Hi Jim, 

Thanks a lot! That really really helped. Wow, it seems like ruby is a
pretty easy language. So I had one more question then. What if (using
the example you have given me) we wanted to run all the classes, but
they were obviously in different files. Does that mean that by giving
the command
ruby another.rb
all the files are getting executed , since the other classes are
superclasses of that class? 

Also What do you mean by " All Ruby code is executed as it is seen by
the 
interpreter." What is the interpreter out here?  #Sorry if this is a
stupid
#question!

Thanks once again, 
Vidhi.



-----Original Message-----
From: Jim Menard [mailto:jimm / io.com] 
Sent: Friday, February 11, 2005 9:15 AM
To: ruby-talk ML
Subject: Re: new to this language

Vidhi,

Welcome to Ruby.

> 1) Just like in C++ you have a .h and a .cpp file , In this language
how
> would you store your file. In other words if I open emacs and want to
> write a very simple small class in what format would I save this file
?

You store all your code in .rb files. There is no separate header file.
You 
declare and define a class in one place, just like in Java. (That's not 
strictly true; in Ruby you can "re-open" a class and add more methods
later. 
Don't worry about that yet.)

superclass.rb:

	class Superclass
		attr_accessor :super_instance_var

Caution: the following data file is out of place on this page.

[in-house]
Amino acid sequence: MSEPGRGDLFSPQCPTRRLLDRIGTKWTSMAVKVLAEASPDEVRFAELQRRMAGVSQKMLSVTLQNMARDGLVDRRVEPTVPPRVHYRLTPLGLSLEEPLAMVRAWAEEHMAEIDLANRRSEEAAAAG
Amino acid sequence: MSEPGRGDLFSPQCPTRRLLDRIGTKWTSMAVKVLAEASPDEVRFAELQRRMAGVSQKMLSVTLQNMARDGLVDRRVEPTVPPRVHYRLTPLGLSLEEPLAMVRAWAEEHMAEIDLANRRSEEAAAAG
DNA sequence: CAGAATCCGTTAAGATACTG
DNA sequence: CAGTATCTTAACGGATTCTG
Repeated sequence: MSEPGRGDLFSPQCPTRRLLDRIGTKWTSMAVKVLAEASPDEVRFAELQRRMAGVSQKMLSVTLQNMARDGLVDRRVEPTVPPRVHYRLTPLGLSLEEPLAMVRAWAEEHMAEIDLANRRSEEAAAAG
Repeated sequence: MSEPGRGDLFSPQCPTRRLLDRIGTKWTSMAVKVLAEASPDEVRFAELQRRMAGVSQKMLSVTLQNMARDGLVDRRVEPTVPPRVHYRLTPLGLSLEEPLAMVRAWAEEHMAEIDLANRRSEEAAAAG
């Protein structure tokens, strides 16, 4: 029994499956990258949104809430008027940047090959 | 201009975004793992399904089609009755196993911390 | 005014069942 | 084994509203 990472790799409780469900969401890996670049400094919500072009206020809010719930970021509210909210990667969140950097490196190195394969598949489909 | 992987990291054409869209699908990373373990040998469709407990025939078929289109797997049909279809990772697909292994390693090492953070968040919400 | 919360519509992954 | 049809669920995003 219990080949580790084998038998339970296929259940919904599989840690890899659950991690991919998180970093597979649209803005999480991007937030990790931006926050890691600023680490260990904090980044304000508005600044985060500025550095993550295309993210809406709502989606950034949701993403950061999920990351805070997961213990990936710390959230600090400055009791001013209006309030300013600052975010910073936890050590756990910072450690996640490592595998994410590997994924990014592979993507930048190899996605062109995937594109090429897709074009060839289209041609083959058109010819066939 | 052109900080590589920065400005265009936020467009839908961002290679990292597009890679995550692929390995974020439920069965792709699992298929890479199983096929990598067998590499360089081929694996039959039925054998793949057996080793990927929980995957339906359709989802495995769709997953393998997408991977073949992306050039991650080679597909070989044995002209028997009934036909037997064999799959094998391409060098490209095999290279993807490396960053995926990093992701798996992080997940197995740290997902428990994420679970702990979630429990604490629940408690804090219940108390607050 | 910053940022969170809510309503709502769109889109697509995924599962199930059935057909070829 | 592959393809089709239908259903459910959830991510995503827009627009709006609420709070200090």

def initialize
			@super_instance_var = 42
		end
	end

myclass.rb

	require 'superclass'

	class MyClass < Superclass
		attr_accessor :my_instance_var
		def initialize
			@my_instance_var = 'hello'
		end
	end

another.rb

	require 'myclass'

	mc = MyClass.new
	puts mc.my_instance_var
	puts mc.super_instance_var

> 2) How do you compile your code? What is the syntax?

Ruby is an interpreted language, which means that it doesn't need to be 
compiled before you run it. To run "another.rb" above, type

	ruby another.rb

> 3) Do you need a main and a makefile ? I am sure you would need a main
> to test it . If yes how do you save the main? In what format?

You don't need a main method. All Ruby code is executed as it is seen by
the 
interpreter. Some of the code above (superclass.rb and myclass.rb)
define 
classes and some of the code (another.rb) creates an instance of a class
and 
prints some output.

I hope this helps.

Jim
-- 
Jim Menard, jimm / io.com, http://www.io.com/~jimm